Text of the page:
A building tool for every file extension

    First a Fortran 77 program will be built made of two files:

    $ cd fortran-project
    $ scons -Q
    gfortran -o cfib.o -c cfib.f
    gfortran -o fib.o -c fib.f
    gfortran -o compute-fib cfib.o fib.o
    $ ./compute-fib
     First 10 Fibonacci numbers:
      0.  1.  1.  2.  3.  5.  8. 13. 21. 34.

    The '-Q' option tell to Scons to be less verbose. For cleaning the project, add the '-c' option:

    $ scons -Qc
    Removed cfib.o
    Removed fib.o
    Removed compute-fib

    From this first example, it can been seen that SCons find the 'gfortran' tool from the file extension. Then have a look at the user's manual if you want to set a particular tool.

    Describing the construction with Python objects

    A second C program will directly run the execution from the SCons file by adding a test command:

    $ cd c-project
    $ scons -Q run-test
    gcc -o test.o -c test.c
    gcc -o fact.o -c fact.c
    ar rc libfact.a fact.o
    ranlib libfact.a
    gcc -o test-fact test.o libfact.a
    run_test(["run-test"], ["test-fact"])

    However running scons alone builds only the main program:

    $ scons -Q
    gcc -o main.o -c main.c
    gcc -o compute-fact main.o libfact.a
    $ ./compute-fact
    Computing factorial for: 5
    Result: 120

    This second example shows that the construction dependency is described by passing Python objects. An interesting point is the possibility to add your own Python functions in the build process.

    Hierarchical build with environment

    A third C++ program will create a shared library used for two different programs: the main application and a test suite. The main application can be built by:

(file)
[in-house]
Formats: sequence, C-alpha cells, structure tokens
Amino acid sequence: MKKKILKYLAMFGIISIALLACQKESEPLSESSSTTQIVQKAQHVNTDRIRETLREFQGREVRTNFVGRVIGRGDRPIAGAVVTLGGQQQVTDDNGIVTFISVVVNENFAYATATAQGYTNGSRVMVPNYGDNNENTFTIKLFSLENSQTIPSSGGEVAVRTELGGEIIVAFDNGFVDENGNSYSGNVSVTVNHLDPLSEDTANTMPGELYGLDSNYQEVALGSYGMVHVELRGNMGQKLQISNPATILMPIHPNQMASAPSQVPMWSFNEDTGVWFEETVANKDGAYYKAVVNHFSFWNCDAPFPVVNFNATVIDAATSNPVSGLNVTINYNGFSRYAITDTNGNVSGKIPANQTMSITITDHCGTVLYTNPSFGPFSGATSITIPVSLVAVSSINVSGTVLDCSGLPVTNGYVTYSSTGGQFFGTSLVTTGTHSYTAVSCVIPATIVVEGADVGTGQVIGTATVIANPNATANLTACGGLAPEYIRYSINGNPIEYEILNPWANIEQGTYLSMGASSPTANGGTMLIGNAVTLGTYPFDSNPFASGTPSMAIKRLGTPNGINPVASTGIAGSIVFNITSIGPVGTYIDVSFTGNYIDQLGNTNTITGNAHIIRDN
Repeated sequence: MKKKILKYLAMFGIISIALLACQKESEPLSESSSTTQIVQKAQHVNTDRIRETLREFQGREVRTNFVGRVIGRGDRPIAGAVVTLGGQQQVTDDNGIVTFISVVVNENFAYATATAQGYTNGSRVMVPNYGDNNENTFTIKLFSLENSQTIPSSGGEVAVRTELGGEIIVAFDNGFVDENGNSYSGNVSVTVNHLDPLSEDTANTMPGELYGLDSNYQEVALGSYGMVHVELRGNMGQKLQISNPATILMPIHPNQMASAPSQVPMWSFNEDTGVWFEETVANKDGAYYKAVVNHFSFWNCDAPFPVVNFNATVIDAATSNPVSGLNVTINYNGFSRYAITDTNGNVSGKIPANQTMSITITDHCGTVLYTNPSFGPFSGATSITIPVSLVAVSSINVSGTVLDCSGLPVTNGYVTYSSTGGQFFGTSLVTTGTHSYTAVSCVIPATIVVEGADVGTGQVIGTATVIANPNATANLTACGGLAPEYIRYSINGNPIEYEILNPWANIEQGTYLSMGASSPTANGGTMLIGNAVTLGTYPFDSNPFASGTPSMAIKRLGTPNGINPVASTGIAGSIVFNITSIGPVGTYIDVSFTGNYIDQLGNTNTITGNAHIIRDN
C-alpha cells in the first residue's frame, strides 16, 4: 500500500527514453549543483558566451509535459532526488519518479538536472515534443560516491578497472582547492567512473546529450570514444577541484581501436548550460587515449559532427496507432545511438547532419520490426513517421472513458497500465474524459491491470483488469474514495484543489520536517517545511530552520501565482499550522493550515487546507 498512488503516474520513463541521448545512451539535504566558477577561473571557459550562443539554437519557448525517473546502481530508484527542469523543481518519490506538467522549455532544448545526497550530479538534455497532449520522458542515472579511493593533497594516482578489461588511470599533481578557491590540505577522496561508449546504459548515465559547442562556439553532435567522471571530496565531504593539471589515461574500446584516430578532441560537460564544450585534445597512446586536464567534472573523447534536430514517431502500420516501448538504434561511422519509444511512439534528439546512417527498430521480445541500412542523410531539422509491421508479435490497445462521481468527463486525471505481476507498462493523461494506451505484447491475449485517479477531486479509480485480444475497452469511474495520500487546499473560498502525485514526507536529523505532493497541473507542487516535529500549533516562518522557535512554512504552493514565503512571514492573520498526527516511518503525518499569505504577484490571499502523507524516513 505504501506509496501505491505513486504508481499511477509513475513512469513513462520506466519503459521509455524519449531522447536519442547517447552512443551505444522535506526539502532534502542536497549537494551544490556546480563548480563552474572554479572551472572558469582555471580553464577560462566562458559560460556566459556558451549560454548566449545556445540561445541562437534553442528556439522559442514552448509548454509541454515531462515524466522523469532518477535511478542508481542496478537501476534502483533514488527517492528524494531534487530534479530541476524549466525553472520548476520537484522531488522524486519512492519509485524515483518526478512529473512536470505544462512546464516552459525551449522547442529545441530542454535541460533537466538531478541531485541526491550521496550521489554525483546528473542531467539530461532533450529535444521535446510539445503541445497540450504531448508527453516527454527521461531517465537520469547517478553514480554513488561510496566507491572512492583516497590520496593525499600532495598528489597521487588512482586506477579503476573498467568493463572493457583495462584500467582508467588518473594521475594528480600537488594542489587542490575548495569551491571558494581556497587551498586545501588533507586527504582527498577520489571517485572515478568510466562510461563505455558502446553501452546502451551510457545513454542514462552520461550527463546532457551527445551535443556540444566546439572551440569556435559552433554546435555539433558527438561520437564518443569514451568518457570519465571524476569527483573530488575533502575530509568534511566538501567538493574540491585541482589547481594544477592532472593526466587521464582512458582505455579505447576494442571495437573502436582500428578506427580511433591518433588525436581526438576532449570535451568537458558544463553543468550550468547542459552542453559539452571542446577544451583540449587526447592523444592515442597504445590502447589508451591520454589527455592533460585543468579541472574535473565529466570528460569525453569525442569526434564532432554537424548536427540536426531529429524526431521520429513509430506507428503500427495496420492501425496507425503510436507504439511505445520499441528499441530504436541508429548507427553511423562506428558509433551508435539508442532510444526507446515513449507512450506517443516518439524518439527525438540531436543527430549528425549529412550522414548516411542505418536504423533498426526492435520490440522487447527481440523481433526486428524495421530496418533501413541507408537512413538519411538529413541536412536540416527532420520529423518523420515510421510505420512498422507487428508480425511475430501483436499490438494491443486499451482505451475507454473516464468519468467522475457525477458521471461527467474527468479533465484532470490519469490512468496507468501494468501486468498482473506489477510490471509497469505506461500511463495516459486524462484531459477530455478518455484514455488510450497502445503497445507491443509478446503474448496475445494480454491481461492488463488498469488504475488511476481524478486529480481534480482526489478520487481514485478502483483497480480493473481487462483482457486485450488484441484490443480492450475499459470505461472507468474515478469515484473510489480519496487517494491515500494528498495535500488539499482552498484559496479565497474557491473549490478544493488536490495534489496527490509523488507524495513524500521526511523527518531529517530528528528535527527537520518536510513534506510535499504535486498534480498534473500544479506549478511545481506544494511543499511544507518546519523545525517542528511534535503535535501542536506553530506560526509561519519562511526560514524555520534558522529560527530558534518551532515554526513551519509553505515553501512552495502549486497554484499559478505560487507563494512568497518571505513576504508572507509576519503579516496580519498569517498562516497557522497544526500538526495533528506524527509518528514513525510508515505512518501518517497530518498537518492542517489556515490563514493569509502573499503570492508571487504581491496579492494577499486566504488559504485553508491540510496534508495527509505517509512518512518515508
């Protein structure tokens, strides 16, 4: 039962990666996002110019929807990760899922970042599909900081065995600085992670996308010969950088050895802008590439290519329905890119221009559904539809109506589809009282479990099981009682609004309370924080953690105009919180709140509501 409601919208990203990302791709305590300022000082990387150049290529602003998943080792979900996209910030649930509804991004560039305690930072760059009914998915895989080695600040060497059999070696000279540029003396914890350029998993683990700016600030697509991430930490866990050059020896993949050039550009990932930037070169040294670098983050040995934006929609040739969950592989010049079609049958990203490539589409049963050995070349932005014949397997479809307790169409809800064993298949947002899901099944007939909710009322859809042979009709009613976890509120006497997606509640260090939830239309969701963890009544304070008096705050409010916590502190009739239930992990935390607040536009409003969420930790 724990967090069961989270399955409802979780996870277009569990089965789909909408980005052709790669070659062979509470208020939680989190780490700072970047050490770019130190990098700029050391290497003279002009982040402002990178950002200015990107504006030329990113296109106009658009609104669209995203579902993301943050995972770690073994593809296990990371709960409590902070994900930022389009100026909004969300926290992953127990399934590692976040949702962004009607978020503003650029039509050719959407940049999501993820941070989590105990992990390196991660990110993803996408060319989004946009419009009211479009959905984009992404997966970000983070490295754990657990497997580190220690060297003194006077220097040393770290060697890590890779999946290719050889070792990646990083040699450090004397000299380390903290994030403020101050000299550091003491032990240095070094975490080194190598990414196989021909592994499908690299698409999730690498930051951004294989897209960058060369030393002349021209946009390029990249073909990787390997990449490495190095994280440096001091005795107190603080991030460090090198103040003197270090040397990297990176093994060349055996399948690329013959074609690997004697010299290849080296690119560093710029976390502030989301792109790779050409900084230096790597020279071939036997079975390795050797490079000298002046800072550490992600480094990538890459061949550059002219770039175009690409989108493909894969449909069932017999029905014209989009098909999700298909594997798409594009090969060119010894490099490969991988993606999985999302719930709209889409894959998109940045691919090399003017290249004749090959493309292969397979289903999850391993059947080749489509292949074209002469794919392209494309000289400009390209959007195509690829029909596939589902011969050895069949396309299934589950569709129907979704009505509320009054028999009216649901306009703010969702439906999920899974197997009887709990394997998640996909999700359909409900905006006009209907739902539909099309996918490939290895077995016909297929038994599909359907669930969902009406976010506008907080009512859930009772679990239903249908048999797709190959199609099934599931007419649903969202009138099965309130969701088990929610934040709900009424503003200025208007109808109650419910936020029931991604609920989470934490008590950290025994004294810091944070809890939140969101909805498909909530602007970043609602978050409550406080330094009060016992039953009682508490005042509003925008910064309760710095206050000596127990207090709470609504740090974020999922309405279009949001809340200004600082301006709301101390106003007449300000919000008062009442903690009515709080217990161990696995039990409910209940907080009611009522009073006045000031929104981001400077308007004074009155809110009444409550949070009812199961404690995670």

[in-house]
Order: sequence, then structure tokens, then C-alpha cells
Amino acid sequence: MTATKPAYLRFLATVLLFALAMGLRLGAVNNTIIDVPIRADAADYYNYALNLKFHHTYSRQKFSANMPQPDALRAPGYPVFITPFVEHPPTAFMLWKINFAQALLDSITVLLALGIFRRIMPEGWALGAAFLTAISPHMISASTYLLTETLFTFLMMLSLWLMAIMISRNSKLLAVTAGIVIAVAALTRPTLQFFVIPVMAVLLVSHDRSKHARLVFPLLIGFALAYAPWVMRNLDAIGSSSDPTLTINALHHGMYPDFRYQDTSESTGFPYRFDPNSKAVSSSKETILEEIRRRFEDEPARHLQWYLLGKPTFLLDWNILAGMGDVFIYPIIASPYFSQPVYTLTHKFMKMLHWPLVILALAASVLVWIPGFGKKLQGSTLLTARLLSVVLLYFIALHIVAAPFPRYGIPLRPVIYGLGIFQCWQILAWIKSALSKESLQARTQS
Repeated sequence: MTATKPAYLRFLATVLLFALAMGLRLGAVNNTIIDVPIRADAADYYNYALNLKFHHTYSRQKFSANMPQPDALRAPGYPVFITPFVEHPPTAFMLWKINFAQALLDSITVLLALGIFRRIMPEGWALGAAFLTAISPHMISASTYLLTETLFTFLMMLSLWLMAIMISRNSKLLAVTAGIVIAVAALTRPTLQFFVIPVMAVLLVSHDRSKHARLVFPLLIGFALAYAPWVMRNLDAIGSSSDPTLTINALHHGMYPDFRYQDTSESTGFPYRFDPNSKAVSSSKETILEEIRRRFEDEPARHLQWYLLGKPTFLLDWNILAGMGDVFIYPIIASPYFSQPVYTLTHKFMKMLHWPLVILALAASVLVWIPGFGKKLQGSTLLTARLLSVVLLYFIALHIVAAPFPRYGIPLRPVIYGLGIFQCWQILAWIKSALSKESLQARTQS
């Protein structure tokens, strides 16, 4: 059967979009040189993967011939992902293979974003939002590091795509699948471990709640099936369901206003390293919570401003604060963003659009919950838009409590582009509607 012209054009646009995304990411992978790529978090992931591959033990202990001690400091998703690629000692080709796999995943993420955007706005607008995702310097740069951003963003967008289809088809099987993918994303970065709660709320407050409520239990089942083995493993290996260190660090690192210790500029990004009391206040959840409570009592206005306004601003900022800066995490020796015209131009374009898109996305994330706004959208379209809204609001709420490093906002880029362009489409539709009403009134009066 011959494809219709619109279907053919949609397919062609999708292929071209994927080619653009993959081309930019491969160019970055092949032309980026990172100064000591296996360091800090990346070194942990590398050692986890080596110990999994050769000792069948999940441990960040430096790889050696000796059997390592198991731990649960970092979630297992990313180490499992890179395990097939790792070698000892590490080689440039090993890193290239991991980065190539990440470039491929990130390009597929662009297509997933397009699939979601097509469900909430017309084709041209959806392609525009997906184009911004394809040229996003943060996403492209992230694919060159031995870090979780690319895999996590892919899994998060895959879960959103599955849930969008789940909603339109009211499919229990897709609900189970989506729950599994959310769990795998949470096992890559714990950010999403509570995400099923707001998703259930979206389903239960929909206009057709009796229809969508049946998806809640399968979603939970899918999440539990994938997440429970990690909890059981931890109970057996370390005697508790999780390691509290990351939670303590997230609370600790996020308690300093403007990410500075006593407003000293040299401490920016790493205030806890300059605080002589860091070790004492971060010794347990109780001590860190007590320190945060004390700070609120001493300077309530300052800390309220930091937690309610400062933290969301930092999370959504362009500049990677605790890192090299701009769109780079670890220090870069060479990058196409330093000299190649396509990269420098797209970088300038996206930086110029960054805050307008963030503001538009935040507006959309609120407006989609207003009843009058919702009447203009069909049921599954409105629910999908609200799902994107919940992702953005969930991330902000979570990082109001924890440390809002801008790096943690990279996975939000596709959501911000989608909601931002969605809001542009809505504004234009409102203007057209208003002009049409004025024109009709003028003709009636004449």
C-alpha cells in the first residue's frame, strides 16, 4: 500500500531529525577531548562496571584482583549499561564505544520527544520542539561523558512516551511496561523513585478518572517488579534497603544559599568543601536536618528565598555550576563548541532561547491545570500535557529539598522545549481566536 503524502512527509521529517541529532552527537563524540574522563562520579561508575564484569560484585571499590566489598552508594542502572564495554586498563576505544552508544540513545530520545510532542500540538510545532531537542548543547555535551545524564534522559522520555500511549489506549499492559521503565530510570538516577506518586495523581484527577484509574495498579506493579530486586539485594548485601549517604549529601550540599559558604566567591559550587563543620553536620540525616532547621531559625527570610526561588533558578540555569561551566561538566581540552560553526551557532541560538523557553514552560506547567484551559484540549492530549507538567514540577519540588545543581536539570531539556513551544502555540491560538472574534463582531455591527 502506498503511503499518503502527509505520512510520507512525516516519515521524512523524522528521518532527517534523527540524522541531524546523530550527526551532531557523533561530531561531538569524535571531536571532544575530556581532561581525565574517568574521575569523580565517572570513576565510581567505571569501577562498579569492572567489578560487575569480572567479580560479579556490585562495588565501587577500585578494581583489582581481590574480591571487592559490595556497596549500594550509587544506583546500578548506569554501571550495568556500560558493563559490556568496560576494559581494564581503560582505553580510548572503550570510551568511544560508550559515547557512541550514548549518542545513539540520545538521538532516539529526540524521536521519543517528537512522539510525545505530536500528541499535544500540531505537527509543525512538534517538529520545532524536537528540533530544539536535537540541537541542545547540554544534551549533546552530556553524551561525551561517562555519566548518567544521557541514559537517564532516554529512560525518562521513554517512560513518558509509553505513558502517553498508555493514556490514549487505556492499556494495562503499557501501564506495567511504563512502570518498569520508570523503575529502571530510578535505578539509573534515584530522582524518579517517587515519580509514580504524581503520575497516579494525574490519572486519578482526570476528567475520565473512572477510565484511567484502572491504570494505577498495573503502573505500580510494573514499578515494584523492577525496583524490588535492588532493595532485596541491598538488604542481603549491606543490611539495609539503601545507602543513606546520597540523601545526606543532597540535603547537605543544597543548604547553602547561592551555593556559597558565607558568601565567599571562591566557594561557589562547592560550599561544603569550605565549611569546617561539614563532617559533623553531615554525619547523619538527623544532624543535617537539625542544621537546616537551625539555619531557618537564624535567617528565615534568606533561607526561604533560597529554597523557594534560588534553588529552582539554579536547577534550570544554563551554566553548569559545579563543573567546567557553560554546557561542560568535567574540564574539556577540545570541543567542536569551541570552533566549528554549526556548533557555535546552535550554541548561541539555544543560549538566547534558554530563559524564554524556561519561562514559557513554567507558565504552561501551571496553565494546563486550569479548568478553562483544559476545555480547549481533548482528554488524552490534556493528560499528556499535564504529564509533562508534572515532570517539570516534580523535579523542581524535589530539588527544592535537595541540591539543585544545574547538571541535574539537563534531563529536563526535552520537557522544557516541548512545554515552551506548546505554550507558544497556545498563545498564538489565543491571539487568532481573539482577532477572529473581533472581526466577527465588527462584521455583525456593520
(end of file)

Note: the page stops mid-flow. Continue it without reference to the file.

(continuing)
$ cd cxx-project
    $ scons -Q
    g++ -o main.o -c -Imbdyn-src main.cxx
    g++ -o mbdyn-src/nodes.os -c -fPIC -Imbdyn-src mbdyn-src/nodes.cxx
    g++ -o mbdyn-src/solver.os -c -fPIC -Imbdyn-src mbdyn-src/solver.cxx
    g++ -o mbdyn-src/ -shared mbdyn-src/nodes.os mbdyn-src/solver.os
    g++ -o mbdyn main.o -Lmbdyn-src -lmbdyn

    It shows that SCons handles for us the compilation flags for creating a shared library according to the tool (-fPIC). Moreover extra environment variables have been given (CPPPATH, LIBPATH, LIBS), which are all translated for the chosen tool. All those variables can be found in the user's manual or in the man page. The building and running of the test suite is made by giving an extra variable:

    $ TEST_CMD="LD_LIBRARY_PATH=mbdyn-src ./%s" scons -Q run-tests
    g++ -o tests/run_all_tests.o -c -Imbdyn-src tests/run_all_tests.cxx
    g++ -o tests/test_solver.o -c -Imbdyn-src tests/test_solver.cxx
    g++ -o tests/all-tests tests/run_all_tests.o tests/test_solver.o -Lmbdyn-src -lmbdyn
    run_test(["tests/run-tests"], ["tests/all-tests"])


    That is rather convenient to build softwares by manipulating Python objects, moreover custom actions can be added in the process. SCons has also a configuration mechanism working like autotools macros that can be discovered in the user's manual.